McIntyre is right that Jones didn’t replicate MBH, but I suppose a member of the “Team” wouldn’t need to to sniff out some of the general issues. As a lay reader, I would have concluded that something was amiss with MBH when I read not just Jones’ title, but his closing line: “It is far, far better work that all paleoclimatologists need to do, better than they have ever done; it is far, far better reconstructions that are needed by the climate community.”

    FFreddy. I would like to post the Science article, but I haven’t the copyright to do so.

  65. bender
    Posted May 7, 2007 at 9:38 PM | Permalink

    No need to put “team” in quotes, Climate Tony. It’s the Team’s own phrase for themselves.

  66. Brian
    Posted May 8, 2007 at 8:14 AM | Permalink

    M&M hold the high ground on the hockey stick issue. Why not just walk away from it? Less can be more in this case: more words cannot improve upon the debate.

    Focus on the next debunking.

  67. Ken Robinson
    Posted May 12, 2007 at 10:56 AM | Permalink

    Von Storch and Zorita have, rather belatedly, added this comment over at Climate Feedback;

    In our submission to the nature-weblog, we have presented how we have perceived the fate and responses of our paper to science about the methodical problems behind the hockey-stick technique. In this account we have not mentioned many other articles, which have been critical to the hockey-stick result.

    It has been noted that we have made no reference to Steve McIntyre’s work. This was on purpose, as we do not think that McIntyre has substantially contributed in the published peer-reviewed literature to the debate about the statistical merits of the MBH and related method. They have published one peer-reviewed article on a statistical aspect, and we have published a response ‘€” acknowledging that they would have a valid point in principle, but the critique would not matter in the case of the hockey-stick.

    In our understanding, McIntyre has raised two objections to the hockey-stick reconstruction; one was the statistical problem just mentioned, the other the selective selection of proxy data (the bristlecone question). It may very well be that this critique is valid; it has never been properly discussed, as far as we know ‘€” among other things because McIntyre has not published a regular review paper on this issue in a peer-reviewed journal. We have advised Steve McIntyre several times that he should write a paper just on this issue, without blending many other aspects into such a paper. He has not done so, it seems. The example of the GRL paper on the EOF problems has demonstrated that he has a chance to publish in peer-reviewed journals.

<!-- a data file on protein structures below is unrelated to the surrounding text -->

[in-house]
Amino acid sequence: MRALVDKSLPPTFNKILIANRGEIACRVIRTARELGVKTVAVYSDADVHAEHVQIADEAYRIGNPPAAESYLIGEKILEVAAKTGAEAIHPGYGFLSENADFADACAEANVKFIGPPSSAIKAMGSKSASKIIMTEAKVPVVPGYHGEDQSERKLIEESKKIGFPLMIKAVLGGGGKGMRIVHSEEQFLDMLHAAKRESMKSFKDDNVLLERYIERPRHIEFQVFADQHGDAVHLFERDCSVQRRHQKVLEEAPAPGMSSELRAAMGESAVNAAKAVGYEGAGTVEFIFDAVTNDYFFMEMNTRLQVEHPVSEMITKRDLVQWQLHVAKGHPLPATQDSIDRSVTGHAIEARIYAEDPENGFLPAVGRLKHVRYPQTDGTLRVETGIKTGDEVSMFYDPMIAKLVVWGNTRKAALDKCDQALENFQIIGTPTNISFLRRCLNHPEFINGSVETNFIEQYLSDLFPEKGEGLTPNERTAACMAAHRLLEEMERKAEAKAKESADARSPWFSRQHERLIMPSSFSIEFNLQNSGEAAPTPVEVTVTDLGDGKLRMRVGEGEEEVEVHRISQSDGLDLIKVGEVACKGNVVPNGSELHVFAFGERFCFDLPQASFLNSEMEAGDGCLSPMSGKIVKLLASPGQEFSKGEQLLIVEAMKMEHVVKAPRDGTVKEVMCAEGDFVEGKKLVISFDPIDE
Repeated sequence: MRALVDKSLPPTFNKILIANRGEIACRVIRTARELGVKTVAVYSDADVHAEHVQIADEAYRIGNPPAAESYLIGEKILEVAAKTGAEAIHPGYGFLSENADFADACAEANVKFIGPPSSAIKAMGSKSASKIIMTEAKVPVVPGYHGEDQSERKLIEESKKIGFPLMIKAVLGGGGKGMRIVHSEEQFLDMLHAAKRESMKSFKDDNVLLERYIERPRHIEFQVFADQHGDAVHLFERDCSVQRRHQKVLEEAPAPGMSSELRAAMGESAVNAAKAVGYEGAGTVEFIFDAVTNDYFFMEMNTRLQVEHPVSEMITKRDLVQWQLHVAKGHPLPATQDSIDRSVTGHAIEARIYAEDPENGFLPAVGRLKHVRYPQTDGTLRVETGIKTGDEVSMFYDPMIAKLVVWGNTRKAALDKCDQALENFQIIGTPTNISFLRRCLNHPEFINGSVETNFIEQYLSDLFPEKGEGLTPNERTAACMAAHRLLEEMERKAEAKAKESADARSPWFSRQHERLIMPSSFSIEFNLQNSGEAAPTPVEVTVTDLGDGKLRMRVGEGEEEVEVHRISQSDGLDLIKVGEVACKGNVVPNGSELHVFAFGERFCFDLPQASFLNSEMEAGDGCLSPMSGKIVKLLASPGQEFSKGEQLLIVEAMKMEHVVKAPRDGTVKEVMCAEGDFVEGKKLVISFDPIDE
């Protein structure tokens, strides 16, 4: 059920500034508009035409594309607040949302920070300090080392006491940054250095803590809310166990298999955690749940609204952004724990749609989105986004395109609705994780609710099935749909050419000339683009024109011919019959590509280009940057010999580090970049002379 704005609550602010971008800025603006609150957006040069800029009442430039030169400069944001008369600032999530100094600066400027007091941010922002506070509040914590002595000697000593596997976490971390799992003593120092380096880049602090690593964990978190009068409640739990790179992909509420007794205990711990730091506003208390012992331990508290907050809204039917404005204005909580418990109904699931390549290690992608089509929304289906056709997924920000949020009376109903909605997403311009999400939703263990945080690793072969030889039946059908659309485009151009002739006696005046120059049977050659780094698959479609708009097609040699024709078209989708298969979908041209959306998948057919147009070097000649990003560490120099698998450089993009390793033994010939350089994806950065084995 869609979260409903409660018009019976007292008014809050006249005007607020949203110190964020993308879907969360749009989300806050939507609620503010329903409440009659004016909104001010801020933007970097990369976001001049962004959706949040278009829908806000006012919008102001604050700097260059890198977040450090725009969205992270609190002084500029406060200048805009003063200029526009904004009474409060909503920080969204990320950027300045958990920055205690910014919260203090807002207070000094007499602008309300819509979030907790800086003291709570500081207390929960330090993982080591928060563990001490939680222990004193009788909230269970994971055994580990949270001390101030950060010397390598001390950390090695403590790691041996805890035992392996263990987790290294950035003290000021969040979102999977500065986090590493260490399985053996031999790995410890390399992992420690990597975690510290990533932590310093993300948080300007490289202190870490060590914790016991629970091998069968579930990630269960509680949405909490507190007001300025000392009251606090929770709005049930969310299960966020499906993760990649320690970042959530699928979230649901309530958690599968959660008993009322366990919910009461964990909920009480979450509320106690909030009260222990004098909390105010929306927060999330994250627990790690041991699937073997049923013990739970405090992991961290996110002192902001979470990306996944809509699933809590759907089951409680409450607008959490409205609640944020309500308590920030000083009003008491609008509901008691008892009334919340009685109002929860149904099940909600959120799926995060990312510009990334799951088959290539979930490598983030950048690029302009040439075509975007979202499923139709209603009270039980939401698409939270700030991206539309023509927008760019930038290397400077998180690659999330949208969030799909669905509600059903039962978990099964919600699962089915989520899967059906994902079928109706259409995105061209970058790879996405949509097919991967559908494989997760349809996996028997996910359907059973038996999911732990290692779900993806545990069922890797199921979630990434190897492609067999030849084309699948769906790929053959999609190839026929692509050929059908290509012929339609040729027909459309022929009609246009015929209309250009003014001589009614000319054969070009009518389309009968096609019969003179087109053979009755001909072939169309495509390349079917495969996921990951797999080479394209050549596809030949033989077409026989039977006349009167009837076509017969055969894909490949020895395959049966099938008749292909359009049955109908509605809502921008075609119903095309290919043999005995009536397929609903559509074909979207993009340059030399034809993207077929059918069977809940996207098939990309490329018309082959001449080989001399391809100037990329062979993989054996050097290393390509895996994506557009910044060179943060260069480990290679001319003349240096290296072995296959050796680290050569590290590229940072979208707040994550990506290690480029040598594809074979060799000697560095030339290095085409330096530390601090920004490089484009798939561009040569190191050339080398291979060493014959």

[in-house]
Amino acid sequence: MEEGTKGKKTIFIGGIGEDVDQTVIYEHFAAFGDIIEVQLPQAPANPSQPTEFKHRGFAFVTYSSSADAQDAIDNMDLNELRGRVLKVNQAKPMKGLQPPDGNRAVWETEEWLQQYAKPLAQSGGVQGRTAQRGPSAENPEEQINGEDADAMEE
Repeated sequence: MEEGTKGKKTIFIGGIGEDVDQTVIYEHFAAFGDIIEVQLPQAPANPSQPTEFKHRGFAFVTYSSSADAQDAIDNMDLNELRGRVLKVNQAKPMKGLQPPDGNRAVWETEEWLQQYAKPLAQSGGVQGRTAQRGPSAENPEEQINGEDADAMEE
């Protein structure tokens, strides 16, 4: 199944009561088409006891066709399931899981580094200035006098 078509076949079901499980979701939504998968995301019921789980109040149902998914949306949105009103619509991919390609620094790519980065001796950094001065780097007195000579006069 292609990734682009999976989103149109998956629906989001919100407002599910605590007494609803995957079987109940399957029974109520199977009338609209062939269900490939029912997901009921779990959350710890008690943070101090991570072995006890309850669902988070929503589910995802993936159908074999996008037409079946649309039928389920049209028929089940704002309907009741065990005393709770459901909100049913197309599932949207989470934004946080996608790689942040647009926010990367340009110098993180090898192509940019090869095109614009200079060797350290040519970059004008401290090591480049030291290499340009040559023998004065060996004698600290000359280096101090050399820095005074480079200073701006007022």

Thus, we see in principle two scientific inputs of McIntyre into the general debate ‘€” one valid point, which is however probably not relevant in this context, and another which has not been properly documented.

    On the other hand, Steve McIntyre is to be applauded to have made the hockey-stick result an issue in the public debate; without his efforts, we guess, there would have been not Barton letters, thus no inquiry by the National Research Council and subsequently no hearing in a subcommittee of the House. This was a political achievement, not a scientific one. And the Barton letters were questionable.

    Another important aspect was his insistence on free availability of data, for independent tests of (not only) important findings published in the literature. It is indeed a scandal that such important data sets, and their processing prior to analysis, is not open to independent scrutiny. The reluctance of institutions and journals to support such requests is disappointing.

    We would also like to emphasize that we consider Steve McIntyre often unfairly treated by the scientific community. He has, as everybody else, the right to be heard and to participate in the debate as long he is contributing scientific arguments. His GRL paper has demonstrated that he is qualified to participate. We have supported Steve McIntyre in his quest to be heard; that does not mean that we agree with all his views and knowledge claims. Indeed, we mostly do not.

    Hans von Storch and Eduardo Zorita

  68. Ken Fritsch